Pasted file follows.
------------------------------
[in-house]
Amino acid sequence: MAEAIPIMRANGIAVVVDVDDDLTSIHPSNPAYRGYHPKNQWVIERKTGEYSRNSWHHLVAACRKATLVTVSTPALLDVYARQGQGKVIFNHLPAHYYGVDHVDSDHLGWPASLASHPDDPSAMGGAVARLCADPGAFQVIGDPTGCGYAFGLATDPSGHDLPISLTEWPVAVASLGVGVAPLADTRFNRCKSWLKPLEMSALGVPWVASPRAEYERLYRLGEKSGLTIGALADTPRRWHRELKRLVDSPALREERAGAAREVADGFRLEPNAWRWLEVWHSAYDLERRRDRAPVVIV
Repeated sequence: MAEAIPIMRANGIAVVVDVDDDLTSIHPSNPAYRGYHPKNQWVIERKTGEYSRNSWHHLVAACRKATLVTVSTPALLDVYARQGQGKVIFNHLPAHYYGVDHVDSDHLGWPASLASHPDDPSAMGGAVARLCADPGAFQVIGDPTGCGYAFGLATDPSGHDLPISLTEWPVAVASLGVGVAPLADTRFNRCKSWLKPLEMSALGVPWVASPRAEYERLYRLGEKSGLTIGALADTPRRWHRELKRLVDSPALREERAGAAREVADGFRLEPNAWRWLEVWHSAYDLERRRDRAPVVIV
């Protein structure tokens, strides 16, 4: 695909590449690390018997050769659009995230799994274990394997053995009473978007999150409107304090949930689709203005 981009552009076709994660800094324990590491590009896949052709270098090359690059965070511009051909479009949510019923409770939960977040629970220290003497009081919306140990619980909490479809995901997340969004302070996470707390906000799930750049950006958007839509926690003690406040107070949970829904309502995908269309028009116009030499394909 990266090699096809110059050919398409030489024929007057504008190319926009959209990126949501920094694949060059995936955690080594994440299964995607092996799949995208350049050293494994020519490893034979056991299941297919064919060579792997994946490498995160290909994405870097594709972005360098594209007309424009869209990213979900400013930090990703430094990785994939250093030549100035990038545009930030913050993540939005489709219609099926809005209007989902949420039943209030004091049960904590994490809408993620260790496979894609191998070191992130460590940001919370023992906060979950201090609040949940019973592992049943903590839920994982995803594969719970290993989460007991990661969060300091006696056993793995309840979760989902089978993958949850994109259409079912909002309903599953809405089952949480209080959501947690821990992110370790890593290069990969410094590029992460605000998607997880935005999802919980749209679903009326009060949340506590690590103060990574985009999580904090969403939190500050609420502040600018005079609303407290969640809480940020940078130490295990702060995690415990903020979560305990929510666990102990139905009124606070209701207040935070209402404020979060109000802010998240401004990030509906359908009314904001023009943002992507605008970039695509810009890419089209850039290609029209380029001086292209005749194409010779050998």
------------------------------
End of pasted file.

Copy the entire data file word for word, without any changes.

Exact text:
[in-house]
Amino acid sequence: MAEAIPIMRANGIAVVVDVDDDLTSIHPSNPAYRGYHPKNQWVIERKTGEYSRNSWHHLVAACRKATLVTVSTPALLDVYARQGQGKVIFNHLPAHYYGVDHVDSDHLGWPASLASHPDDPSAMGGAVARLCADPGAFQVIGDPTGCGYAFGLATDPSGHDLPISLTEWPVAVASLGVGVAPLADTRFNRCKSWLKPLEMSALGVPWVASPRAEYERLYRLGEKSGLTIGALADTPRRWHRELKRLVDSPALREERAGAAREVADGFRLEPNAWRWLEVWHSAYDLERRRDRAPVVIV
Repeated sequence: MAEAIPIMRANGIAVVVDVDDDLTSIHPSNPAYRGYHPKNQWVIERKTGEYSRNSWHHLVAACRKATLVTVSTPALLDVYARQGQGKVIFNHLPAHYYGVDHVDSDHLGWPASLASHPDDPSAMGGAVARLCADPGAFQVIGDPTGCGYAFGLATDPSGHDLPISLTEWPVAVASLGVGVAPLADTRFNRCKSWLKPLEMSALGVPWVASPRAEYERLYRLGEKSGLTIGALADTPRRWHRELKRLVDSPALREERAGAAREVADGFRLEPNAWRWLEVWHSAYDLERRRDRAPVVIV
């Protein structure tokens, strides 16, 4: 695909590449690390018997050769659009995230799994274990394997053995009473978007999150409107304090949930689709203005 981009552009076709994660800094324990590491590009896949052709270098090359690059965070511009051909479009949510019923409770939960977040629970220290003497009081919306140990619980909490479809995901997340969004302070996470707390906000799930750049950006958007839509926690003690406040107070949970829904309502995908269309028009116009030499394909 990266090699096809110059050919398409030489024929007057504008190319926009959209990126949501920094694949060059995936955690080594994440299964995607092996799949995208350049050293494994020519490893034979056991299941297919064919060579792997994946490498995160290909994405870097594709972005360098594209007309424009869209990213979900400013930090990703430094990785994939250093030549100035990038545009930030913050993540939005489709219609099926809005209007989902949420039943209030004091049960904590994490809408993620260790496979894609191998070191992130460590940001919370023992906060979950201090609040949940019973592992049943903590839920994982995803594969719970290993989460007991990661969060300091006696056993793995309840979760989902089978993958949850994109259409079912909002309903599953809405089952949480209080959501947690821990992110370790890593290069990969410094590029992460605000998607997880935005999802919980749209679903009326009060949340506590690590103060990574985009999580904090969403939190500050609420502040600018005079609303407290969640809480940020940078130490295990702060995690415990903020979560305990929510666990102990139905009124606070209701207040935070209402404020979060109000802010998240401004990030509906359908009314904001023009943002992507605008970039695509810009890419089209850039290609029209380029001086292209005749194409010779050998």